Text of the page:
sqkcrk New Member

    Messages:
    840
    Likes Received:
    0
    Trophy Points:
    0
    I prefer baling twine. I'm not picky about whether it is the green colored or the natural colored. When I am in SC I will supplement smoker fuel w/ pine straw. When it's around I will use pellets. Sometimes I am w/ beekeepers who use burlap which they get from coffee roasters who get their beans in big sacks. I'm going to see if I can recycle such material from a local roaster.

    I have used road apples to tec. I find them hard to get lit. But I do like throwing them in on top of already burning twine.

    Dried sumac heads work will, I have heard.
     
  6. Intheswamp

    Intheswamp New Member

    Messages:
    372
    Likes Received:
    0
    Trophy Points:
    0
    Re: pettet smoker fuel question

    You're right about the cresote issue, tec. As little as I've used my smoker so far, there is definitely cresote building up from the pine straw...I saw some after the first time I used the smoker. I couldn't get the pellets smoking/burning good last time out, I need to get out there and just "practice" with it a bit with the pellets and see if I can do better. I had a lady tell me a while back that she was having good results from spanish moss...I've gotta snag some of that before long and give it a try. Hmm, if I can find someone that has some horse pellets I'll give them a try, too.

    Ed
     
  7. crackerbee

    crackerbee New Member

    Messages:
    554
    Likes Received:
    0
    Trophy Points:
    0
    I use cypress mulch,a bag doesn't cost a lot and lasts for a long time. :thumbsup:


    I have mulch around my hive stand and it makes it handy if you need another load in the smoker.
     
  8. sqkcrk

    sqkcrk New Member

    Messages:
    840
    Likes Received:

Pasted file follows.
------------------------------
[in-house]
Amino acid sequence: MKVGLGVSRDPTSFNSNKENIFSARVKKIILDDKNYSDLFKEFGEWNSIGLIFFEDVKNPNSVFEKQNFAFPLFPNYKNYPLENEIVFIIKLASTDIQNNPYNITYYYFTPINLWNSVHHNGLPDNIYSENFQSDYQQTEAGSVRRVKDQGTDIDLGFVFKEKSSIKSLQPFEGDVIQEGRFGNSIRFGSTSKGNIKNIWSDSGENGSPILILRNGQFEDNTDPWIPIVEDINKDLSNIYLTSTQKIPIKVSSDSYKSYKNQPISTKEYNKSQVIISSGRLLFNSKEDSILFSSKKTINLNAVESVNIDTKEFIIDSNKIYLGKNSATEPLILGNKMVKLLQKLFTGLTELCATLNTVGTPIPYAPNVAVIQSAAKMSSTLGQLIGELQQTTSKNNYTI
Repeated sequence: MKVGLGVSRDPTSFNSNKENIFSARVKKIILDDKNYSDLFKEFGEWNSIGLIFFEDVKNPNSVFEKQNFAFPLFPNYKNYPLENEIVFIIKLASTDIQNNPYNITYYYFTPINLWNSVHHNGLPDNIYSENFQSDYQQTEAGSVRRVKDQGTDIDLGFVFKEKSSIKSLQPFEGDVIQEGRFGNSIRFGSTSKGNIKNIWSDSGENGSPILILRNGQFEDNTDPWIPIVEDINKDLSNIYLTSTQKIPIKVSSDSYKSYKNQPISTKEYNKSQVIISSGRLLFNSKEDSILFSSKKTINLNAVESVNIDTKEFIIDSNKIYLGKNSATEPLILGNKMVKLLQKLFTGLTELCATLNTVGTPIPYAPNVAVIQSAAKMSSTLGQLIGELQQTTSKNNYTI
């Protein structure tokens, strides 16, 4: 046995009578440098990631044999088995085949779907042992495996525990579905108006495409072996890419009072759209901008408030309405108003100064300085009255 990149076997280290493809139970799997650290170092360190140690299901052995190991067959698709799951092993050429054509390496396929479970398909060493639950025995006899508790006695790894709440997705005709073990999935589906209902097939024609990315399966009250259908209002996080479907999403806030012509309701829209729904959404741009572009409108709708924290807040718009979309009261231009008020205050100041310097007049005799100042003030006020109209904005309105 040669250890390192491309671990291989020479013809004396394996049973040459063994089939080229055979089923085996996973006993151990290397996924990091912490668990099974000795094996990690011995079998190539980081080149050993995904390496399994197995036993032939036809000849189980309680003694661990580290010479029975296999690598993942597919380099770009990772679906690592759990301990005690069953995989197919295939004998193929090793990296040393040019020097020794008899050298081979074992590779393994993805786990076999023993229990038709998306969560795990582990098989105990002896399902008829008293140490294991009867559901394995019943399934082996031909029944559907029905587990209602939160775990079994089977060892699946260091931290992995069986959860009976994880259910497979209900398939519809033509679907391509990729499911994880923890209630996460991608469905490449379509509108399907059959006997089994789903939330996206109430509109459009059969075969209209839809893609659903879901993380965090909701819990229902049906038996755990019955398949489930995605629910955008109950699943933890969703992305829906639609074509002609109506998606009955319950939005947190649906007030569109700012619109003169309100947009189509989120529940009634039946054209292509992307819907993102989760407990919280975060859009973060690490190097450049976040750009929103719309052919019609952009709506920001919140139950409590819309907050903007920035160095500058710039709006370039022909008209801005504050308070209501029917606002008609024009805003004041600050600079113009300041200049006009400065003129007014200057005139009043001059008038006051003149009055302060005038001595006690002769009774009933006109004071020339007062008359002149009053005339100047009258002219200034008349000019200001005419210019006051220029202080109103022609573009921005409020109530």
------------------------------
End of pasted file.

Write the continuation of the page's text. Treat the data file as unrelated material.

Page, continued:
0
    Trophy Points:
    0
    Re: pettet smoker fuel question

    I can imagine that some fuels create more creosote than others, but, don't all slowburning/smoldering fuels create creosote? Which isn't a bad thing. Creosote tightens up a new smoker making smoke come out of the hole rather than around the top seal.
     
  9. PerryBee

    PerryBee New Member

    Messages:
    5,829
    Likes Received:
    1
    Trophy Points:
    0
    I use pine needles and yes, they generate a lot of creosote. I have to sometimes scratch it off the top with a hive tool, for fear it will plug up. There are creosote drips running down the sides of my smoker and like sqkcrk says, it tightens up new and even an old smoker. I have a cork that I shove in the end and there is a perfect ring of creosote built up around it.
     
  10. Intheswamp

    Intheswamp New Member

    Messages:
    372
    Likes Received:
    0
    Trophy Points:
    0
    The first time I used my brand spanking new, shiny, whiz-bang smoker it was like "Wow!!! I could treat my own fence posts with that!!!". I that some straw that was trapped between the top and body of the smoker and laying against the outside of the smoker left their outlines in cresote on the sides of the smoker. I think the straw has a higher oil content than the wood, maybe it's the waxy finish that does it?

    Ed